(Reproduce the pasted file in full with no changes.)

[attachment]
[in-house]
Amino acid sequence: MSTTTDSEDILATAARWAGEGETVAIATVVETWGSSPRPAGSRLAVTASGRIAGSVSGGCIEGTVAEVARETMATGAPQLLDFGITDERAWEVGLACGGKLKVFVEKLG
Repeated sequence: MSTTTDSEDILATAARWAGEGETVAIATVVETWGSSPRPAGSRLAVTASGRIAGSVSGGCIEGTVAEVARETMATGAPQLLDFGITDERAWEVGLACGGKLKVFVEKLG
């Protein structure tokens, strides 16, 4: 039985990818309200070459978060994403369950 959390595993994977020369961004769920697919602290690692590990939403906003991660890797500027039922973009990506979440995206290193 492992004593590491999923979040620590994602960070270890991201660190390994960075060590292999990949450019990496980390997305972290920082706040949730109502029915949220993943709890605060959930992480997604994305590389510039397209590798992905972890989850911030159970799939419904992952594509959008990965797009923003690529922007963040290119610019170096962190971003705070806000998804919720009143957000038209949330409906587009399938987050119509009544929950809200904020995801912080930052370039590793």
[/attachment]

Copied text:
[in-house]
Amino acid sequence: MSTTTDSEDILATAARWAGEGETVAIATVVETWGSSPRPAGSRLAVTASGRIAGSVSGGCIEGTVAEVARETMATGAPQLLDFGITDERAWEVGLACGGKLKVFVEKLG
Repeated sequence: MSTTTDSEDILATAARWAGEGETVAIATVVETWGSSPRPAGSRLAVTASGRIAGSVSGGCIEGTVAEVARETMATGAPQLLDFGITDERAWEVGLACGGKLKVFVEKLG
């Protein structure tokens, strides 16, 4: 039985990818309200070459978060994403369950 959390595993994977020369961004769920697919602290690692590990939403906003991660890797500027039922973009990506979440995206290193 492992004593590491999923979040620590994602960070270890991201660190390994960075060590292999990949450019990496980390997305972290920082706040949730109502029915949220993943709890605060959930992480997604994305590389510039397209590798992905972890989850911030159970799939419904992952594509959008990965797009923003690529922007963040290119610019170096962190971003705070806000998804919720009143957000038209949330409906587009399938987050119509009544929950809200904020995801912080930052370039590793």